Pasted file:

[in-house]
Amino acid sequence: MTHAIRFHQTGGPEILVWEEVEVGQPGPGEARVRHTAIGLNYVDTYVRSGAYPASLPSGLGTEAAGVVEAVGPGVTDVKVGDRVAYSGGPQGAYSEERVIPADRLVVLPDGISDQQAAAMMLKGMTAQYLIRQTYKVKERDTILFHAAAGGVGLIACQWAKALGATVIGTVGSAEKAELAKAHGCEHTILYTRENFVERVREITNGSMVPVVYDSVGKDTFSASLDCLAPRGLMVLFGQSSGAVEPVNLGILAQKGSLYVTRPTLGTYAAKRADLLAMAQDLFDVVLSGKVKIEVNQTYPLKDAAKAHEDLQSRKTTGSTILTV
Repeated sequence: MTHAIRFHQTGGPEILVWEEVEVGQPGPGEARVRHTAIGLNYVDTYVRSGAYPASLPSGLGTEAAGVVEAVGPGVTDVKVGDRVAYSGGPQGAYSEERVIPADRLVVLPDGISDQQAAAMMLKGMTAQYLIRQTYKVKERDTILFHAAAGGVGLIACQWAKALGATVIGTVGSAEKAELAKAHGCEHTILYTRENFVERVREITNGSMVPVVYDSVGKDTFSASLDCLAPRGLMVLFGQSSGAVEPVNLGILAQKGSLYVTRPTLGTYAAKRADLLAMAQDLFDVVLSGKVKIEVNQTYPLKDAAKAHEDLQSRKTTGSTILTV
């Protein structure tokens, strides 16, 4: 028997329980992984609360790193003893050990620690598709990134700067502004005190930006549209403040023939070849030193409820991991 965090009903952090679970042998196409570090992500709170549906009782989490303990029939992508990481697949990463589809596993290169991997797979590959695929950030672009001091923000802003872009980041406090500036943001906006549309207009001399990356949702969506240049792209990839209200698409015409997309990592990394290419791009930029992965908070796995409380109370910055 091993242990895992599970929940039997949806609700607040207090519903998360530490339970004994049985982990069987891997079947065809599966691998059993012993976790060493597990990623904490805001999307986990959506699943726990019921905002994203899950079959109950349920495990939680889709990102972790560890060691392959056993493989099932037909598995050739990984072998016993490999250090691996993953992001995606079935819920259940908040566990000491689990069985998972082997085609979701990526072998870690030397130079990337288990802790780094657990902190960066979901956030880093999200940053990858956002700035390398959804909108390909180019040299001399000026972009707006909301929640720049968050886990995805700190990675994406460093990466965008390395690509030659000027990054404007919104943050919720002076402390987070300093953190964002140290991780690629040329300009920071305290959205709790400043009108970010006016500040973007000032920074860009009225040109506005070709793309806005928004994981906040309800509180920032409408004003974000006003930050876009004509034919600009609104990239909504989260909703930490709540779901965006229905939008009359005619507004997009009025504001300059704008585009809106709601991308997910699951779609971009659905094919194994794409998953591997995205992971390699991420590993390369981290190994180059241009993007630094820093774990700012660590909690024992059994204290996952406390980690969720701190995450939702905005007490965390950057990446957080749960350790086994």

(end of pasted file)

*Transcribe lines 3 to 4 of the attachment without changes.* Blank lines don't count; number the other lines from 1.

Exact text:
Repeated sequence: MTHAIRFHQTGGPEILVWEEVEVGQPGPGEARVRHTAIGLNYVDTYVRSGAYPASLPSGLGTEAAGVVEAVGPGVTDVKVGDRVAYSGGPQGAYSEERVIPADRLVVLPDGISDQQAAAMMLKGMTAQYLIRQTYKVKERDTILFHAAAGGVGLIACQWAKALGATVIGTVGSAEKAELAKAHGCEHTILYTRENFVERVREITNGSMVPVVYDSVGKDTFSASLDCLAPRGLMVLFGQSSGAVEPVNLGILAQKGSLYVTRPTLGTYAAKRADLLAMAQDLFDVVLSGKVKIEVNQTYPLKDAAKAHEDLQSRKTTGSTILTV
């Protein structure tokens, strides 16, 4: 028997329980992984609360790193003893050990620690598709990134700067502004005190930006549209403040023939070849030193409820991991 965090009903952090679970042998196409570090992500709170549906009782989490303990029939992508990481697949990463589809596993290169991997797979590959695929950030672009001091923000802003872009980041406090500036943001906006549309207009001399990356949702969506240049792209990839209200698409015409997309990592990394290419791009930029992965908070796995409380109370910055 091993242990895992599970929940039997949806609700607040207090519903998360530490339970004994049985982990069987891997079947065809599966691998059993012993976790060493597990990623904490805001999307986990959506699943726990019921905002994203899950079959109950349920495990939680889709990102972790560890060691392959056993493989099932037909598995050739990984072998016993490999250090691996993953992001995606079935819920259940908040566990000491689990069985998972082997085609979701990526072998870690030397130079990337288990802790780094657990902190960066979901956030880093999200940053990858956002700035390398959804909108390909180019040299001399000026972009707006909301929640720049968050886990995805700190990675994406460093990466965008390395690509030659000027990054404007919104943050919720002076402390987070300093953190964002140290991780690629040329300009920071305290959205709790400043009108970010006016500040973007000032920074860009009225040109506005070709793309806005928004994981906040309800509180920032409408004003974000006003930050876009004509034919600009609104990239909504989260909703930490709540779901965006229905939008009359005619507004997009009025504001300059704008585009809106709601991308997910699951779609971009659905094919194994794409998953591997995205992971390699991420590993390369981290190994180059241009993007630094820093774990700012660590909690024992059994204290996952406390980690969720701190995450939702905005007490965390950057990446957080749960350790086994």